Learn to make the most of your neckwear

WHEN you get up in the morning and blearily pull a tie around your neck, you might be forgiven if all you care about is tying it in such way that it stays on and doesn’t make you look like a footballer. If that describes your neckwear routine, then you are missing a trick. There is a world of knots out there – at least 85 – and it can make a real difference to your look.

The conventional tie-knot known to every schoolboy is called the Four in Hand, and although it is straightforward, it has its advocates. Patrick Grant, of Savile Row tailor Norton & Son says that for him this basic knot covers many bases. “I like a slightly longer, slightly slimmer knot,” he says, “I don’t want one that sits and fills the collar.” The Four in Hand is the knot used by fashion guru Ralph Lauren who, Grant says, “ties the perfect tie”.

What makes it so elegant is that it tapers down, giving the tie an hourglass shape, which matches the shape of a well-cut suit. Grant, though, does point out that it doesn’t work for all ties: “It doesn’t look good on a really thin tie. You need a bit of width on the blade.” On a normal tie, though, aim to tie it high up where it is still slim.

Oliver Spencer of Anderson & Sheppard, another Savile Row tailor, says that while the Four in Hand is fine for lounge suits of countrywear, for formal businesswear a Half-Windsor is the thing to go for. “The half Windsor lies more centrally”, he says, and avoids the slight wonkiness of the Four in Hand.

He adds that he likes “as small a knot as possible, I think it’s much more elegant”, which ruled out the chunky Full-Windsor, which also “takes too long to tie”. He also says that your collar makes a difference. With a cutaway collar, the Half-Windsor is preferable, as a Four in Hand can be too thin. Whichever you choose, says Spencer, you should have a crease in the centre of the tie, and make sure that the bottom always comes just a little below your waistband.


This knot is considered more formal than others, and it’s also the biggest and thickest. The knot is triangular and chunky, which gives it a masculine feel, perhaps explaining why it is often worn by military types. It works well with wider ties and cut-away shirts. It is arguably a little too much so for the City, where understated elegance is arguably preferable. The knot itself is fairly simple to tie, although you ought to make sure that you start off with the short end very short, as the knot involves a fair bit of wrapping around and you can run out of material. This also means that it can be hard to keep it long enough, and you might end up showing some shirt.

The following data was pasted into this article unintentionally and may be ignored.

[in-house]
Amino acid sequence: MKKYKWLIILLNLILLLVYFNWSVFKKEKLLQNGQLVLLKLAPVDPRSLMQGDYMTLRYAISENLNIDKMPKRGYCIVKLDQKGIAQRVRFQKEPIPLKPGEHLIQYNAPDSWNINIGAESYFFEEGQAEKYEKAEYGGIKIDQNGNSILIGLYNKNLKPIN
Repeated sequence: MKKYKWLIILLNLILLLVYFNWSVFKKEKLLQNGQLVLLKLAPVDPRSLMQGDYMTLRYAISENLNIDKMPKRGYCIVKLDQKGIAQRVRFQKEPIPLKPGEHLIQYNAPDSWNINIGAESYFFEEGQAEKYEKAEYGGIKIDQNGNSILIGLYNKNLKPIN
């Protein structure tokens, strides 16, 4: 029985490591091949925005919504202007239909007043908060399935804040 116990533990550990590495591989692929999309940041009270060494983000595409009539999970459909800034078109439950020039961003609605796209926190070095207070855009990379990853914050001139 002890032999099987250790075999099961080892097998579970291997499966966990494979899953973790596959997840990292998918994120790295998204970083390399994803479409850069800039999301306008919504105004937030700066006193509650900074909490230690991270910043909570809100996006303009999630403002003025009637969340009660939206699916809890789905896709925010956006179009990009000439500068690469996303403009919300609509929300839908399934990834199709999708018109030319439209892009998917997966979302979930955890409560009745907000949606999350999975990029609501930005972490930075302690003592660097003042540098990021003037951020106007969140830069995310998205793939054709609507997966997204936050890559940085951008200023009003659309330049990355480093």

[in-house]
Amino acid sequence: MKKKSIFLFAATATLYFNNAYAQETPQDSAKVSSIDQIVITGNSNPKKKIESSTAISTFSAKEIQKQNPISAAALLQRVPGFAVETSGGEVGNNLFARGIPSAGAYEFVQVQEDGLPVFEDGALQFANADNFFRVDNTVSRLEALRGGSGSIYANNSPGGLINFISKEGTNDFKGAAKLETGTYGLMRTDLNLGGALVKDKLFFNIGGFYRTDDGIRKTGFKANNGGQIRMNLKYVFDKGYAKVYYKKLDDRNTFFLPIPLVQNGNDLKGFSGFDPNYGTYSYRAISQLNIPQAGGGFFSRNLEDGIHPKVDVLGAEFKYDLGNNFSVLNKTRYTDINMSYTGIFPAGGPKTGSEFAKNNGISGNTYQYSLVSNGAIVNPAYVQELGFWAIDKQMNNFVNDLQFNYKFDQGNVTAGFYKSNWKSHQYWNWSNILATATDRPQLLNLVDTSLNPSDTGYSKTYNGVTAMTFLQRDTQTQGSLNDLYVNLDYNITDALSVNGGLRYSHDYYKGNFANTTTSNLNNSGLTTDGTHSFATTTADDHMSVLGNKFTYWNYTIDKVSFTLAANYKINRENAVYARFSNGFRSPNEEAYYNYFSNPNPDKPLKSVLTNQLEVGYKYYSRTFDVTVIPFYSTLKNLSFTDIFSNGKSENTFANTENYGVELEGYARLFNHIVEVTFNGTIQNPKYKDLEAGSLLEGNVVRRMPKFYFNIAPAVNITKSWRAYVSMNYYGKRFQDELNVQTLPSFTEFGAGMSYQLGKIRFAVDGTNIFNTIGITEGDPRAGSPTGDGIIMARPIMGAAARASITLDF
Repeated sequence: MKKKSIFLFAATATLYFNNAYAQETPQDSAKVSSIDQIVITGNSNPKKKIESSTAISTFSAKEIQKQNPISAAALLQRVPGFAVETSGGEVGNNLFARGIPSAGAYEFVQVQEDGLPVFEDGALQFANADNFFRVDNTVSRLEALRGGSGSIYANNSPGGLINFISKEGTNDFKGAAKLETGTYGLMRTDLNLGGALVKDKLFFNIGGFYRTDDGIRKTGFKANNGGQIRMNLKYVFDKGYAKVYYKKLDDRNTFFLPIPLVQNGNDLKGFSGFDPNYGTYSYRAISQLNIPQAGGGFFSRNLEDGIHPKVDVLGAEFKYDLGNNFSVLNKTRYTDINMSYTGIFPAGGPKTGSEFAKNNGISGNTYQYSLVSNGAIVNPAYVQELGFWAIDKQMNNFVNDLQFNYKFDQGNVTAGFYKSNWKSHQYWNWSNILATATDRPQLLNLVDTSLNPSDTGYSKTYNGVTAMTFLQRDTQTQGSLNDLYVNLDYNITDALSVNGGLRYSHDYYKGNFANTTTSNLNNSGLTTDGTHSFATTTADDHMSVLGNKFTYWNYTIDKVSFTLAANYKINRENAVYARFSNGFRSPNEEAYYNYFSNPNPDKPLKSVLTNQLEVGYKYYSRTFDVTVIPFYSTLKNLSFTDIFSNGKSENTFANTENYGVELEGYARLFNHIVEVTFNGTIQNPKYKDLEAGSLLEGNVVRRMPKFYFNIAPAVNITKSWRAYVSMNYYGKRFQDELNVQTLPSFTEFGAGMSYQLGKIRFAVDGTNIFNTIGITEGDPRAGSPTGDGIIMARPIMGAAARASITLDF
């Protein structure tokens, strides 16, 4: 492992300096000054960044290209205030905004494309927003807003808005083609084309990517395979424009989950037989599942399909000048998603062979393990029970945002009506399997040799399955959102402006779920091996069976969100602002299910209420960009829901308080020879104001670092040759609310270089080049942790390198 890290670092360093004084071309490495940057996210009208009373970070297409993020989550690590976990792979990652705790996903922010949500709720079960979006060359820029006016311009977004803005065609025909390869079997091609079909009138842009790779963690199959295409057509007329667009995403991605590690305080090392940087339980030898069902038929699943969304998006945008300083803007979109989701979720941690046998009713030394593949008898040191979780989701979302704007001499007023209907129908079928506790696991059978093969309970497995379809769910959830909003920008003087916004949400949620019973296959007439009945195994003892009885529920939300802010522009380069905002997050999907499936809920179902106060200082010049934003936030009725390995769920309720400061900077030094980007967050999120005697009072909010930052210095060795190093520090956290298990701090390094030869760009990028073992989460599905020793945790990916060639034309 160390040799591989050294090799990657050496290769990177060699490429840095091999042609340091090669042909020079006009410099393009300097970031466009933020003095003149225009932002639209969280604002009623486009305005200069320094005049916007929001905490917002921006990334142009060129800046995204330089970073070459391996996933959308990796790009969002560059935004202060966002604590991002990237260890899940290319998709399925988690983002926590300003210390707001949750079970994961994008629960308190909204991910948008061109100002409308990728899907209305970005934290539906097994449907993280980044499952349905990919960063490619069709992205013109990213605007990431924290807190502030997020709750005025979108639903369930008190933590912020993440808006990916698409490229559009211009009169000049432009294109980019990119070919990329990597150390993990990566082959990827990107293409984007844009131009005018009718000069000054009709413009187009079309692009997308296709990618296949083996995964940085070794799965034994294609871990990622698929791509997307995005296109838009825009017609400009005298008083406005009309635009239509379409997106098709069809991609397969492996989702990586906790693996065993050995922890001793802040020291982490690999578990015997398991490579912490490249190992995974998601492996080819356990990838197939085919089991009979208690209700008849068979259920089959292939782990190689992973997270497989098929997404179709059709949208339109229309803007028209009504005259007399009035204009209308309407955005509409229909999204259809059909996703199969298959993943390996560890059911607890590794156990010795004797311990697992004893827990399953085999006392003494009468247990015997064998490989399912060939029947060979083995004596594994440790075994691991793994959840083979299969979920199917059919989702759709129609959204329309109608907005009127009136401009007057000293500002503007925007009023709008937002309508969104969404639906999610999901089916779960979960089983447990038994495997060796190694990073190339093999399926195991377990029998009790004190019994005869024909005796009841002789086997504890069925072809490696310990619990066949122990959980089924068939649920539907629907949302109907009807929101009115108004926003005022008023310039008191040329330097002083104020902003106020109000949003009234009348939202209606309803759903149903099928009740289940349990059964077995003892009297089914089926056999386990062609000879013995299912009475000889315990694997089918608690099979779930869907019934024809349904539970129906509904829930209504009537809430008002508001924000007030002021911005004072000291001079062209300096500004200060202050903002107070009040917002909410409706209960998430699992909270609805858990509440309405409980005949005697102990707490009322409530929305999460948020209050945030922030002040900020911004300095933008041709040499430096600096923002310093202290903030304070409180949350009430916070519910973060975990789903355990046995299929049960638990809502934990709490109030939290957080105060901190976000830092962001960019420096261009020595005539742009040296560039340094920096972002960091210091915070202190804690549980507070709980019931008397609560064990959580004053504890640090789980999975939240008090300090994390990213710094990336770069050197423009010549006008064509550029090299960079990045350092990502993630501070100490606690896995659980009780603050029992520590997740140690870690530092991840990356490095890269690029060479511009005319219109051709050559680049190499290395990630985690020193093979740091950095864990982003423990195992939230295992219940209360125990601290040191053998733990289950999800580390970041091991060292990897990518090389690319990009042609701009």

A good knot for those who want to avoid the thickness of the Full Windsor but who are offended by the slight lopsidedness of the Four in Hand, it is also good if you are wearing a cut-away collar. It’s not the simplest knot in the world, but after a bit of head-scratching it’s actually quite easy. Start as you are tying a schoolboy knot, loop it twice, then flick the tie back down behind the loose knot you have formed. It’ll look messy, but don’t worry. Take the head of the tie out to the left, wrap the tie around the front of the existing under-knot to create the nice triangular top-knot, then it’s up through and back down as with the Four in Hand. Practice makes perfect.


A far simpler knot than the Half-Windsor, you start with the tie the wrong way over, and then there are just a few, simple moves to create the knot. It is less thick than the other knots on this page, and it has the advantage of avoiding the wonky look that can be problematic with the Four in Hand. However, it does lack that knot’s skinny elegance, and is perhaps a little too squat to be truly stylish. Another alternative to the Four In Hand is a simple refinement whereby you loop the tie round twice, rather than once, something which is known as a Prince Albert, which is good with narrow ties and is better for keeping that crease in the tie.